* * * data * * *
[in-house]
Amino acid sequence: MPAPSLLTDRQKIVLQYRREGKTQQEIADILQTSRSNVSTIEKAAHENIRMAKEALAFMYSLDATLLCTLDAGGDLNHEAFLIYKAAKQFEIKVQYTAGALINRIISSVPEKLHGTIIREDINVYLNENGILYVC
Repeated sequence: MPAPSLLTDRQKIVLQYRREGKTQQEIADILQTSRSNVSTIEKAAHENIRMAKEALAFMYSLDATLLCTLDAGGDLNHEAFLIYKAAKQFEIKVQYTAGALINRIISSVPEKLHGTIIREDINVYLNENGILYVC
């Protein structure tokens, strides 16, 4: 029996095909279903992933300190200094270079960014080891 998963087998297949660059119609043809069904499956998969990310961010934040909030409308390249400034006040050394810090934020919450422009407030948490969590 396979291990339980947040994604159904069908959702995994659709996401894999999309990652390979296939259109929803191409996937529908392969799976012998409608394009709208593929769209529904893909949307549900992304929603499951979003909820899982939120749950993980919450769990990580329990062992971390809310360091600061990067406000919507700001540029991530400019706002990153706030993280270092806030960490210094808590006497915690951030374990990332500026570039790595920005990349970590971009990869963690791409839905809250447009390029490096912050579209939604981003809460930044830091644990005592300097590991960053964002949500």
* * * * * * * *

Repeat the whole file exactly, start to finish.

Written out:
[in-house]
Amino acid sequence: MPAPSLLTDRQKIVLQYRREGKTQQEIADILQTSRSNVSTIEKAAHENIRMAKEALAFMYSLDATLLCTLDAGGDLNHEAFLIYKAAKQFEIKVQYTAGALINRIISSVPEKLHGTIIREDINVYLNENGILYVC
Repeated sequence: MPAPSLLTDRQKIVLQYRREGKTQQEIADILQTSRSNVSTIEKAAHENIRMAKEALAFMYSLDATLLCTLDAGGDLNHEAFLIYKAAKQFEIKVQYTAGALINRIISSVPEKLHGTIIREDINVYLNENGILYVC
């Protein structure tokens, strides 16, 4: 029996095909279903992933300190200094270079960014080891 998963087998297949660059119609043809069904499956998969990310961010934040909030409308390249400034006040050394810090934020919450422009407030948490969590 396979291990339980947040994604159904069908959702995994659709996401894999999309990652390979296939259109929803191409996937529908392969799976012998409608394009709208593929769209529904893909949307549900992304929603499951979003909820899982939120749950993980919450769990990580329990062992971390809310360091600061990067406000919507700001540029991530400019706002990153706030993280270092806030960490210094808590006497915690951030374990990332500026570039790595920005990349970590971009990869963690791409839905809250447009390029490096912050579209939604981003809460930044830091644990005592300097590991960053964002949500």